Ethically Produced: Ethical fashion is fashion that has been produced with respect for people and the environment. Although there are existing certifications for Organic and Fair Trade, we want to encourage companies who are taking significant action but don’t qualify for certification. This might include companies producing locally or on small scales in developed countries, who might not qualify for Fair Trade certification or companies working with farmers to transition to sustainable crops but who might not yet qualify as Organic (which takes a few years). The “Ethic Chic” section of each brand profile should have details on the specific steps of the brand’s ethical production.

Craft/Artisan: Products that have been crafted using artisan skills such as embroidery, which preserve the perpetuation of ancestral traditions.

Custom: Also called demi-couture or made-to-order. This is a way of encouraging quality and “slow fashion” over mass-produced disposable fashion.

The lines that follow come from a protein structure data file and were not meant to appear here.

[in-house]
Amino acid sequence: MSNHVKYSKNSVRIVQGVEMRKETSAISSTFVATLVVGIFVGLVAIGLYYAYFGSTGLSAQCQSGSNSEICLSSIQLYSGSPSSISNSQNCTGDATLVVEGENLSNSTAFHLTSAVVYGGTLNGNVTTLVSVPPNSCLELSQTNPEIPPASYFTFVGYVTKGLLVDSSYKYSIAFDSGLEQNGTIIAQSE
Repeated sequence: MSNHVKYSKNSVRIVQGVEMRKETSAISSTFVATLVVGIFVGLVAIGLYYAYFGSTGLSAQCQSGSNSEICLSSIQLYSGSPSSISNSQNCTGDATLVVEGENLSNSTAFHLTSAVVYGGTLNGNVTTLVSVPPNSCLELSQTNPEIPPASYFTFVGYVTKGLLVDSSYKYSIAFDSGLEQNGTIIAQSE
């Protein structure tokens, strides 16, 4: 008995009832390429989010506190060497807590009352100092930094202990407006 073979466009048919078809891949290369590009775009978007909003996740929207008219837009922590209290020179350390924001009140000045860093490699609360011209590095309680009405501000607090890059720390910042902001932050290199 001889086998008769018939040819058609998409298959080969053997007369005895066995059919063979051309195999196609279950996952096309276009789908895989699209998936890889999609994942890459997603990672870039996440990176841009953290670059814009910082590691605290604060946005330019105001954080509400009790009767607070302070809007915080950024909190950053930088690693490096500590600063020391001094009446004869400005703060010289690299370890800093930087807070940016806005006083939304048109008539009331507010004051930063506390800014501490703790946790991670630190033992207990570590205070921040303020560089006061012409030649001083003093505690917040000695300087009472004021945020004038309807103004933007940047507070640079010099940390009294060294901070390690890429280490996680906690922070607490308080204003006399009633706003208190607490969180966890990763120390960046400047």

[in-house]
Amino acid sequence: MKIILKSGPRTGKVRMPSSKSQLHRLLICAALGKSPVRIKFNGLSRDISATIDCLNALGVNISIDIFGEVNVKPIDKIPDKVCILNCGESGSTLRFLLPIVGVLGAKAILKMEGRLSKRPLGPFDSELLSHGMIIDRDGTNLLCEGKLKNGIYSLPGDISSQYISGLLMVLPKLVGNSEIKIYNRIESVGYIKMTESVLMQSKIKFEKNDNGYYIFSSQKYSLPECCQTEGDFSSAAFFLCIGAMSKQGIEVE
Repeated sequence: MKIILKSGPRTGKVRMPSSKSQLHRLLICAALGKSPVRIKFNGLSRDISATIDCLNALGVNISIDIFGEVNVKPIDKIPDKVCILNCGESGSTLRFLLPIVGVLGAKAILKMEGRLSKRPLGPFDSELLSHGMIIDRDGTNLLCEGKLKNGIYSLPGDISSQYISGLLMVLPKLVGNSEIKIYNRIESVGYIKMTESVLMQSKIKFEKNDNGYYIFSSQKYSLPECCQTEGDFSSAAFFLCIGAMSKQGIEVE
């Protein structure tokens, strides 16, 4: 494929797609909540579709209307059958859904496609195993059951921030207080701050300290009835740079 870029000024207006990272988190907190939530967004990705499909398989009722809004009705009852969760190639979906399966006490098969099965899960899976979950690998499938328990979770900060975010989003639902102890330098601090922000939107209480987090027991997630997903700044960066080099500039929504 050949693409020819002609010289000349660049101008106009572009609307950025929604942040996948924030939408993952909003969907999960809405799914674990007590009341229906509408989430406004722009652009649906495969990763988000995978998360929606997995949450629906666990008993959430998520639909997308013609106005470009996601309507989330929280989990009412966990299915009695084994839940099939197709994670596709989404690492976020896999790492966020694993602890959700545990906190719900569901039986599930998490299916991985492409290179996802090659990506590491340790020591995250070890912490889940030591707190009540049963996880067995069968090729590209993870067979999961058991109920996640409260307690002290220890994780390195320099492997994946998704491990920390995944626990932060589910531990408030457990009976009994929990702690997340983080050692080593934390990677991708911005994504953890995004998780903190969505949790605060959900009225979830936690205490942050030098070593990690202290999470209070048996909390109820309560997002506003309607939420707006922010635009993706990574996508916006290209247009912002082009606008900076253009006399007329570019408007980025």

Fair Trade Certified: An organized movement that promotes standards for international labor (such as reasonable work hours, no child labor, the right to unionize, a fair living wage), environmentalism, and social policy in areas related to production of goods. Fair Trade focuses on exports from developing countries to developed countries. Some Fair Trade certification organizations include: FLO www.fairtrade.net, IFAT www.ifat.org, TransFair (Canada and US) www.transfairusa.org andwww.transfair.ca.

Organic: Natural fibers that have been grown without any pesticides and other toxic materials, preserving the health of humans and the environment. The process of organic growth can be certified by various organizations.

Recycled: Anything that has been made from already existing materials, fabrics, metals or fibers. These are often reclaimed from previously made clothing and accessories and reworked into new ones. Fibers can also be re-purposed from pre-existing fabric, re-spun and reused for new garments.